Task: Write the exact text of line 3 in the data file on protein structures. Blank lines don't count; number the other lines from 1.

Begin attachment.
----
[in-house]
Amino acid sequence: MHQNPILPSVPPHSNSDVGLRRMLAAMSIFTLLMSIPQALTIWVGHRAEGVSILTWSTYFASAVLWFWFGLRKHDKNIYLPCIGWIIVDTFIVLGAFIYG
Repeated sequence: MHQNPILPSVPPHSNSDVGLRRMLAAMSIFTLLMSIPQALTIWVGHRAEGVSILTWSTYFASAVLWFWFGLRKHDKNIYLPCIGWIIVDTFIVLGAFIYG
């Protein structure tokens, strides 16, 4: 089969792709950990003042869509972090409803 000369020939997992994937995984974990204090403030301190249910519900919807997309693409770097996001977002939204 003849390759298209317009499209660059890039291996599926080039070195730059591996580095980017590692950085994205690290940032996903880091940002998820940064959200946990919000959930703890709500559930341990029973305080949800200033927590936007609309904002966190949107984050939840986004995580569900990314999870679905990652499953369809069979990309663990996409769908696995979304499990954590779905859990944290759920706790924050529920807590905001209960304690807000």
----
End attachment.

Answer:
Repeated sequence: MHQNPILPSVPPHSNSDVGLRRMLAAMSIFTLLMSIPQALTIWVGHRAEGVSILTWSTYFASAVLWFWFGLRKHDKNIYLPCIGWIIVDTFIVLGAFIYG